quit


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Quit

To vacate; remove from; surrender possession.

When a tenant leaves premises that he or she has been renting, the tenant is said to quit such premises.

A notice to quit is written notification given by a landlord to a tenant that indicates that the landlord wants to repossess the premises and that the tenant must vacate them at a certain designated time.

quit

v. to leave, used in a written notice to a tenant to leave the premises (notice to quit). (See: notice to quit, unlawful detainer)

quit

(Discontinue), verb abandon, abdicate, abjure, abort, acknowledge defeat, admit defeat, apostatize, arrest, back out, become inactive, break off, bring to an end, call a halt, capitulate, cause a stoppage, cause to halt, cease, cease progress, cease to use, cease work, check, come to a standstill, cut out, desist from, drop, finish, forgo, forsake, forswear, give up, go into retirement, go out of business, halt, have done with, intermit, lay aside, leave off, leave unninished, make an end of, nol-pros, put a stop to, put an end to, relinquish, renounce, resign, retire, secede, stand aside, step down, stop, succumb, suffer defeat, surcease, suspend, tergiversate, terminate, withdraw, yield

quit

(Evacuate), verb abandon, abscond, beat a retreat, decamp, defect, depart from, desert, disappear, egress, escape, exit, flee, forsake, get out, go, go away, go forth, go out, hurry away, leave, make a departure, make an exit, move away, part, pull out, remove oneself, retire, run away, separate from, set forth, set out, take flight, take leave, take leave of, take oneself away, turn one's back on, vacate, vanish, walk away, walk out, withdraw
Associated concepts: notice to quit, quit

quit

(Free of), verb absolve, acquit, clear, deliver, disembroil, disencumber, disengage, disentangle, emancipate, exonerate, extricate, grant amnesty to, lift controls, manumit, pardon, release, render free, rescue, set at liberty, set free

quit

(Repay), verb balance accounts, be even with, clear a debt, clear accounts, compensate, discharge a debt, make compensation, make payment, make reparation, make restitution, pay a debt, pay an indemnity, pay back, pay in full, pay off, pay old debts, recompense, refund, reimburse, remunerate, restore, return, settle a debt, settle an account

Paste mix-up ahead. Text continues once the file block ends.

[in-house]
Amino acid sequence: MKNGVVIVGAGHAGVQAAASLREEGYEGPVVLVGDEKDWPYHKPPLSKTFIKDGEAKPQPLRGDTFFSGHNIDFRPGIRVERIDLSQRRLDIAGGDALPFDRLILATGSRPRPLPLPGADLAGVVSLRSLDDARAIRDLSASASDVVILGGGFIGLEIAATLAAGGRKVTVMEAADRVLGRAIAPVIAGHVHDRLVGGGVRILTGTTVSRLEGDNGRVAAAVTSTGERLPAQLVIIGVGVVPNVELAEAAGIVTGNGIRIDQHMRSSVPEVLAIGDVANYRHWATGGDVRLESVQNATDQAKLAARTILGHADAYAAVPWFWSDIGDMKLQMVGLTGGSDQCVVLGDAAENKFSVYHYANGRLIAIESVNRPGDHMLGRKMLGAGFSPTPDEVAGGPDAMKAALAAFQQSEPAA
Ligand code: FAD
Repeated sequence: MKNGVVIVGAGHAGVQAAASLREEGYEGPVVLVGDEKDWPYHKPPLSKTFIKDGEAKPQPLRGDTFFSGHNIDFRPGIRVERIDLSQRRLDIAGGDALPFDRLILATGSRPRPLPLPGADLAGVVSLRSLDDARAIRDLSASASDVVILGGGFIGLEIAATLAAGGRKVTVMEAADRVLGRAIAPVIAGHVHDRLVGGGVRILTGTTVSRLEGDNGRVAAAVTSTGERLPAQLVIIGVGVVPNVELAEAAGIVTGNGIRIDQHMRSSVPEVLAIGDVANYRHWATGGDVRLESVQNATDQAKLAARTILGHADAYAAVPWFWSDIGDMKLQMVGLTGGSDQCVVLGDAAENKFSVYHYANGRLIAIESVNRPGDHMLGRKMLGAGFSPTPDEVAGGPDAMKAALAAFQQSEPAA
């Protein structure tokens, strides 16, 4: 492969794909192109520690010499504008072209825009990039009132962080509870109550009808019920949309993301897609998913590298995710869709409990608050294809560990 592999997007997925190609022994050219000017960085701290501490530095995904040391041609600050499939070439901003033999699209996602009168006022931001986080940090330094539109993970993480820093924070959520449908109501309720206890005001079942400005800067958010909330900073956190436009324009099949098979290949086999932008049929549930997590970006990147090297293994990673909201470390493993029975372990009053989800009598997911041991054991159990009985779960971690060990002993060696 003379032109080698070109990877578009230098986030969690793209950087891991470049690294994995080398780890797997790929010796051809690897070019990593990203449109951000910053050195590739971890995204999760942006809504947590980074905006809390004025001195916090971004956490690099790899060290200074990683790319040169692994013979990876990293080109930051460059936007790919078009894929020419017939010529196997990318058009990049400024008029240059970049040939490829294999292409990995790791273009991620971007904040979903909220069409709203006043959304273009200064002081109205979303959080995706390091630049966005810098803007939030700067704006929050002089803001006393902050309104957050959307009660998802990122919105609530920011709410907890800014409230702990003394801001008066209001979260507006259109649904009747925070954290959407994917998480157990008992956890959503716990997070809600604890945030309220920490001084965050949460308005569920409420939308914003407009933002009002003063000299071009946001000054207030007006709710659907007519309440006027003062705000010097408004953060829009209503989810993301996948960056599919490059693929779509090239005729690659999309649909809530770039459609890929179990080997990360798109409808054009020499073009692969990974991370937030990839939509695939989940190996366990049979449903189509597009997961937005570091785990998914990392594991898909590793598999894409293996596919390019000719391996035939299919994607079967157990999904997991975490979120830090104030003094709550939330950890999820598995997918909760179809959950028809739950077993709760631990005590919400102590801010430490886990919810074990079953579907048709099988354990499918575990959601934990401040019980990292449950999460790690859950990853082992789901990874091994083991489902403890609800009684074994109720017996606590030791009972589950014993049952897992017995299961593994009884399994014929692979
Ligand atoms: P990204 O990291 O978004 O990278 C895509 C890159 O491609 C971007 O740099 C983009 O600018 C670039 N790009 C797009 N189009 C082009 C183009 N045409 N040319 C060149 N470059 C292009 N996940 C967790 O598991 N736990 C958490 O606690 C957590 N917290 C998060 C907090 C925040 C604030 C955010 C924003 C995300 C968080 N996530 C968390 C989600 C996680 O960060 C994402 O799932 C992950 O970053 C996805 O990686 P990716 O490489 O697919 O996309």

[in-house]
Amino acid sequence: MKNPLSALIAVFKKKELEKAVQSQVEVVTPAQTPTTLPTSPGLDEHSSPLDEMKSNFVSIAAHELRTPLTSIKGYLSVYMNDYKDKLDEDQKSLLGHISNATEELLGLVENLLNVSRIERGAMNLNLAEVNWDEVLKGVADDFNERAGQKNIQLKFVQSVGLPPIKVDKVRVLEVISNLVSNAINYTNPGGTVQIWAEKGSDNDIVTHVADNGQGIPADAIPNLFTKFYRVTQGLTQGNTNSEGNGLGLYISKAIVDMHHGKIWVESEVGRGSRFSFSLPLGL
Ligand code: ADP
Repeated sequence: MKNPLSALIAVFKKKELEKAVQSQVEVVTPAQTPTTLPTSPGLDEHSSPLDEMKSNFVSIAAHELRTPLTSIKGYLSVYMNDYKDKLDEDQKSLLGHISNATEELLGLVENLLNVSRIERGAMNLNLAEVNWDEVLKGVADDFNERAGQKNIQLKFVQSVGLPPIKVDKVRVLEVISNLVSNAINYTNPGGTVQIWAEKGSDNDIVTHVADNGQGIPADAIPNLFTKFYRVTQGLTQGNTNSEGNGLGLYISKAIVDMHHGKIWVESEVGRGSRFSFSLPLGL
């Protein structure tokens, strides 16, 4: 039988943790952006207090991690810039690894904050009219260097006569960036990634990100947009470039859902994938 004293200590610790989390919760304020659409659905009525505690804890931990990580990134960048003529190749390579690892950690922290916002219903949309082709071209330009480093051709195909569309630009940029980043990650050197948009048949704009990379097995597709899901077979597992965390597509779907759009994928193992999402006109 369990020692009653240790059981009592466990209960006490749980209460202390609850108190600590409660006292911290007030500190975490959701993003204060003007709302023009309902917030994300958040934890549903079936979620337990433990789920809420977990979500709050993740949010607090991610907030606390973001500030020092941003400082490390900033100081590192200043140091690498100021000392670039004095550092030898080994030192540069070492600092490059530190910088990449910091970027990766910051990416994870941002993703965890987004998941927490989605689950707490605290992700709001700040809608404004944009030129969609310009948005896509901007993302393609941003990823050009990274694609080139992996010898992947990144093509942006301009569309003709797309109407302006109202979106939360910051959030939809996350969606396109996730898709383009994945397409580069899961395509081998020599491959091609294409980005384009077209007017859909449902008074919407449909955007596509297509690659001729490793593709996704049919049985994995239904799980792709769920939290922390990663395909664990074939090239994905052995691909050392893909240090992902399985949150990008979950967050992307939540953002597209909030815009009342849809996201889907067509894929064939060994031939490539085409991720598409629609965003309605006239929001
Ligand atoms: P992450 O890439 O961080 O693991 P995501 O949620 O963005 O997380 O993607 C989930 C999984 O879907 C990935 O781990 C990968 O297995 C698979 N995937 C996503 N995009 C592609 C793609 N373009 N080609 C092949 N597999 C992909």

See also: abandon, cease, comport, defect, demean, demit, depart, discontinue, evacuate, forfeit, forgo, forswear, halt, leave, part, pay, recoup, reimburse, relinquish, remise, renege, renounce, resign, retire, retreat, secede, shirk, stop, submit, vacate, withdraw, yield

quit

1 to free, release, absolve.
2 to give up, renounce, leave.
References in classic literature ?
He was not only to quit his home, but to see it in the hands of others; a trial of fortitude, which stronger heads than Sir Walter's have found too much.
No, no," said Athos, "an aide-de-camp ought not thus to quit his general.
Get out of here and quit drinking before you begin.
Which means I'd give the whole shooting match just to be back where I was before I quit sleeping under the stars and come into the hen-coops
But to quit, - for him, Martin, to quit, - that was impossible!
Being an American boy, and a proud American boy, I did not immediately quit.
Then I quit the job of learning electricity by doing more than two men's work for a boy's wages, went home, and proceeded to sleep the clock around.
He was living in a place absolutely secluded from public observation on all sides of it--thanks to his resolution to remain at the cottage, even after his landlady had insulted him by sending him a notice to quit.
This morning I gave him notice to quit, and offered him his money back if he wanted it.
Then let me tell him once for all, through you, that I will come into and go out of this place as often as I like, so long as he keeps Nell here; and that if he wants to be quit of me, he must first be quit of her.
Frederica shall be Sir James's wife before she quits my house, and she may whimper, and the Vernons may storm, I regard them not.
Under the assumption that people typically switch jobs during an economic expansion to pursue higher paying jobs, Faberman and Justiniano assert that aggregate wages rise in concert with the quit rate.